Monday, November 16, 2009
Ooku: The Inner Chambers, vol. 1
The story: An epidemic has struck Edo-era Japan, killing three-quarters of the male population. With men in short supply, women step up to take over jobs traditionally held by their male counterparts, including that of shogun. In the shogun's inner chambers, or ooku, thousands of men toil behind the scenes, serving not only as administrators, but as a harem. When a new shogun takes over 80 years after the first infected boy dies, the monetary wastefulness of the ooku is shed in an effort to "rerelease" these highly desired men back into the general population. At volume's end, the shogun is determined to learn how the epidemic came to pass and the subsequent elevation of women in Japan.
Reaction: I'll admit that I'm a big fan of Fumi Yoshinaga's prior work Antique Bakery and had high hopes for this title. While the settings, characters and plot do not disappoint, I do have to agree with other reviewers initially put off by the flowery language used. However, perhaps due to my familiarity with Shakespeare, it passed quickly.
Otherwise, this is a slice of life-style manga with an alternate history bent. While this volume gives the series a slow start, it does have a lot of "world building" to do, which is to be expected. My largest criticism is regarding the "tell versus show"-style of storytelling Yoshinaga uses. Characters are prone to long bouts of dialogue and there's a narrative voice present throughout, not to mention the occasional soliloquy.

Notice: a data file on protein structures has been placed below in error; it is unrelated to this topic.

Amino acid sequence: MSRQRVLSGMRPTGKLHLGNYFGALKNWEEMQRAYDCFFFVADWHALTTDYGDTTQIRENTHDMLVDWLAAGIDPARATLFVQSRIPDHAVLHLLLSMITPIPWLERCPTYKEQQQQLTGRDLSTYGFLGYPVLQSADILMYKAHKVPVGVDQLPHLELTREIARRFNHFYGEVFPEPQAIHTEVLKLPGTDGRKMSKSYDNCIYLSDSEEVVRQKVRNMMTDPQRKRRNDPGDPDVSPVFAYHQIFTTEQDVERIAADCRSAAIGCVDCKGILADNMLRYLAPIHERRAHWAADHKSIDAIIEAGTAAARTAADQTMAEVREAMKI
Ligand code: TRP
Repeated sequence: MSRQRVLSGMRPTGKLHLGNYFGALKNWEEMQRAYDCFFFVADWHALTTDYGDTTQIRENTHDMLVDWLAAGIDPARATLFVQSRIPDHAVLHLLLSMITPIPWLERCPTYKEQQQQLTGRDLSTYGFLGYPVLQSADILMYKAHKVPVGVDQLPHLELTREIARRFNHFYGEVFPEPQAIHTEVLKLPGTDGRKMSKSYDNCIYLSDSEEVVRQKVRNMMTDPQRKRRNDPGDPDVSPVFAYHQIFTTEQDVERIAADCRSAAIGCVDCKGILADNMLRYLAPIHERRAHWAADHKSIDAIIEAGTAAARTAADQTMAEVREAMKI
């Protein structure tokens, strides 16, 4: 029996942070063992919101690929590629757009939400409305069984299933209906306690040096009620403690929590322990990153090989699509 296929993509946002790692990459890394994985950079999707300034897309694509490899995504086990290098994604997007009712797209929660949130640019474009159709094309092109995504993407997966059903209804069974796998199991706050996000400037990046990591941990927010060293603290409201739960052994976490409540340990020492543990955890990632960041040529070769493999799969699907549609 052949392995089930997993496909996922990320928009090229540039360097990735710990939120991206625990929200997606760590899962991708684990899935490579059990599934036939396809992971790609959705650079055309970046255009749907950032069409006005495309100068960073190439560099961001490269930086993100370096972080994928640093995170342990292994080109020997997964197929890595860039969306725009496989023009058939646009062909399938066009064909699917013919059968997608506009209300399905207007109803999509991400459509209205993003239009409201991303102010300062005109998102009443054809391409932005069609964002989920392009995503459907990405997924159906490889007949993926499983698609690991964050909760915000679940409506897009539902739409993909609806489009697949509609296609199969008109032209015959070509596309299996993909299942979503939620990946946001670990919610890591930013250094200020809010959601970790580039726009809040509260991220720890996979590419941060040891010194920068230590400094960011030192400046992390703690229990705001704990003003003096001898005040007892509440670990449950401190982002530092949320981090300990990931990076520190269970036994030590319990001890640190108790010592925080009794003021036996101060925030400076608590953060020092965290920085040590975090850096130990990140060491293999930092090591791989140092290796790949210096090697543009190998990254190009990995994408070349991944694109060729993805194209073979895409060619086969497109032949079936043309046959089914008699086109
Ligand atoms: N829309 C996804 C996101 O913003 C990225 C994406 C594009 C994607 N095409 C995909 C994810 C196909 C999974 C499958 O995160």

Deep thoughts: Yoshinaga is well known for her yaoi work and makes a point of including homosexual characters and/or situations in her non-yaoi works. Ooku is no different; with so many men quarantined from contact with the outside world, they resort to finding carnal pleasure in the only way available to them (not everyone is in service as a concubine for the shogun). While I am not familiar with Yoshinaga's yaoi work, she avoids the all-too-easy trap of making homosexual characters into glib stereotypes in her non-yaoi works. Since American mainstream media often succumbs to just such portrayals, it's refreshing to read Yoshinaga's works.
Artwork: This being a period piece, there's a great sense of place established from architecture to costumes. Backgrounds are relatively sparse, either reflecting a simple aesthetic or Yoshinaga's ability (or lack thereof). However, the art isn't so much the focus here as the storytelling. There's moments of action, but mostly these are well-drawn characters dealing with their own inner turmoil and their reactions to the sacrifices that must be made when men are in short supply.
The verdict: If only... While I find this story intriguing and the characters enjoyable, there's something to be desired here — mostly less text and more setting/plot movement. However, compared to all the other manga out there, this is still one of the best and well deserves the Viz Signature treatment. I know I'll be first in line to pick up volume two when it hit shelves later this year. Ooku: The Inner Chambers is available in the U.S. from Viz.